The pressure on higher education institutions regarding student retention is reaching a tipping point. Federal and state officials are starting to require that students who enter public institutions earn their degree, especially if they represent a minority group.
More than two dozen states offer funding based on how many students an institution graduates, not how many it enrolls. The cost of recruiting and educating students also is continuing to rise, making student retention even more crucial to the bottom line. As costs increase, colleges hope to overcome this challenge by balancing the resources they use to recruit students with revenue generated when those students are retained.
To help achieve this, institutions are using predictive analytics to analyze demographic and performance data to predict whether a student will enroll at an institution, stay on track in their courses or require support so they don’t fall behind.
Using predictive analytics in this way makes it possible for institutions to meet their annual enrollment and revenue goals with more targeted recruiting and strategic use of financial aid. Additionally, predictive analytics allows colleges to tailor their advising services and personalize learning to help improve student outcomes.
Institutions in higher education are using predictive analytics as a way to respond to the many business and operational changes happening in the education industry. Below are the three main reasons colleges are using this tool:
Targeted Student Advising
Few colleges have an adequate number of advisors on staff, and as a result, students often cannot receive the individualized attention they need. A survey conducted by the National Academic Advising Association (NACADA) found that the national average caseload of advisees per full-time professional academic advisor was 296-to-1. The ratio jumped to 441-to-1 at community colleges.
However, systems based on predictive analytics like early-alert and program recommender can help identify students who are in need of support and allow staff and faculty to assist.
Colleges are also using predictive analytics to develop adaptive learning courseware, which is designed to modify a student’s learning route based on their interactions with the technology. Using predictive analytics in adaptive learning platforms can help instructors pinpoint students’ learning gaps and then customize the academic experience so it better aligns with how students learn.
This tool helps students accelerate their learning by allowing them to quickly go through content they already know, while providing additional support in areas where they struggle.
Colleges are also using predictive analytics to better inform enrollment management plans. This information helps schools forecast the size of incoming and returning classes. It is used to help the school narrow the focus of their recruitment and marketing efforts so they are only targeting students who are most likely to apply, enroll and succeed. Predictive analytics helps colleges anticipate the financial need of incoming and returning classes to determine whether a student will accept the financial aid award offered to them.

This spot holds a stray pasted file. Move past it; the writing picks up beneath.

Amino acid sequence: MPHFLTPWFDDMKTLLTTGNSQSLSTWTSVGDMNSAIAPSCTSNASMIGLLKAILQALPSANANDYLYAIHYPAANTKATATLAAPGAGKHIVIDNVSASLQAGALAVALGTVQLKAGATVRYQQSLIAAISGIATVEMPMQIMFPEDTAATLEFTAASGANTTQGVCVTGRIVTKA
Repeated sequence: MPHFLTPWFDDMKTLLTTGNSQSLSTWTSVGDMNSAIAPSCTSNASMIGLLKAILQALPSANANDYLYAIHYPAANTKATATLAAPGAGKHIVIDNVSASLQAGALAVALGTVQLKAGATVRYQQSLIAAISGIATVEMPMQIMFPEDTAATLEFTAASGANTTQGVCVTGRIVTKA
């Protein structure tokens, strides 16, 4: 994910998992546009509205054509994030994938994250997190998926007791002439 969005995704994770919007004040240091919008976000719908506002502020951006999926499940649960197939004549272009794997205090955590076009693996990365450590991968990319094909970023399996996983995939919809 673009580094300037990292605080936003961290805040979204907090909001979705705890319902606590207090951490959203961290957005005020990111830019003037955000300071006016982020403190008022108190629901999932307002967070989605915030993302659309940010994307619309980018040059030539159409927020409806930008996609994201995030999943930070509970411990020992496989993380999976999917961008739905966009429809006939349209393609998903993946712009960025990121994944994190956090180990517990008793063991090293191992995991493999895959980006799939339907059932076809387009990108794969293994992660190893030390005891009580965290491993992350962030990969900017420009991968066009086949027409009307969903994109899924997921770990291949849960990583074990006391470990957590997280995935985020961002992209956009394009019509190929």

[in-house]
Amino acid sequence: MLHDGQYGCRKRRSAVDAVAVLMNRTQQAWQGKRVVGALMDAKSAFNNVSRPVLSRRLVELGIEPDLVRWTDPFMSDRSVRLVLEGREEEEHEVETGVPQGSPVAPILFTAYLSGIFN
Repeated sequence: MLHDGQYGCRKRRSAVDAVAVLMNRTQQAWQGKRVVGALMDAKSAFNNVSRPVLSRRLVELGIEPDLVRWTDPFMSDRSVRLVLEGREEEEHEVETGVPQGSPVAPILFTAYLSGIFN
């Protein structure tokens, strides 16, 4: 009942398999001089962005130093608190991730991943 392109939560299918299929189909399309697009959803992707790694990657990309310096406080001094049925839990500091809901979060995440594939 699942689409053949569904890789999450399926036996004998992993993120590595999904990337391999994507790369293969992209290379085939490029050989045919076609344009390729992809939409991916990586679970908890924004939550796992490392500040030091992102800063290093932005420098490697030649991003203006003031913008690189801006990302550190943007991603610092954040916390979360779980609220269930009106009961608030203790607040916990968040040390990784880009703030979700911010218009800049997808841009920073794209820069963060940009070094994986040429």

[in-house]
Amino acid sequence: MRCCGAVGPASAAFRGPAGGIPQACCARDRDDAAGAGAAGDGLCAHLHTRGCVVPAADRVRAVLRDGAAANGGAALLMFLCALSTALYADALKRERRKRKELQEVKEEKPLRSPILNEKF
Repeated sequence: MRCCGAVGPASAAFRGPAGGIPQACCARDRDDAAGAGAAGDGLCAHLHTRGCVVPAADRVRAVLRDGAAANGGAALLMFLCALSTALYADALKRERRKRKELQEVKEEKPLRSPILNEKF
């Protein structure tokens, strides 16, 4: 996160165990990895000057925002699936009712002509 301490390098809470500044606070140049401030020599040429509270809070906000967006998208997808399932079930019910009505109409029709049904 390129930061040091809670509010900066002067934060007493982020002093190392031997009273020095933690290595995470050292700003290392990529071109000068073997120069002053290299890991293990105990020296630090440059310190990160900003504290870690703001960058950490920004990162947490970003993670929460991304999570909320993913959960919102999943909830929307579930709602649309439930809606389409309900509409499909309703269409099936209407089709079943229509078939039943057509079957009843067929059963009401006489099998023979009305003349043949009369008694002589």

Analyzing personal student data using predictive analytics requires careful attention to ethics and privacy.
According to The Atlantic, the best predictive models avoid making recommendations based solely on a student’s financial or cultural background. Because structural inequality makes up so much of the world, students with low-income backgrounds, first-generation students, and students of color tend to graduate with college degrees at much lower rates when compared to affluent white students.
Therefore, when institutions use predictive analytics to look at race, ethnicity, age, gender, or socioeconomic status to determine which students to target for enrollment or intervention, they can intentionally or unintentionally reinforce that sense of inequality.
For colleges and universities that are just learning how to use analytics to make decisions, remaining ethical in their use of student data can be a struggle, which is why a high degree of training and security is necessary.
Georgia State University is known as a leader in leveraging data to provide individualized attention to students who need it most. Higher Education Marketing reports that in the last decade, Georgia State has tracked more than 140,000 student records and 2.5 million grades to identify 800 different factors that put students at risk of dropping out. Some of these risk factors include enrolling in the wrong course for their major or low grades in an introductory course needed for a particular major.
When any one of these academic mistakes occur, an alert is triggered in their early-warning system. A one-on-one student intervention is initiated within 48 hours of the alert. More than 51,000 interventions were conducted in 2016. Georgia State also added dozens of academic advisors, centralized operations and information sharing, and expanded on current resources such as peer tutoring. As a result of these changes, graduation rates have increased over the last decade by 22%, and students are completing their degrees half of a semester sooner on average.
The school has seen the most improvement with at-risk minority, first-generation and non-traditional students, who were previously falling through the cracks. The insights gained from their predictive models enabled them to anticipate students at financial risk and student demand for specific courses, which helped make scheduling processes more efficient.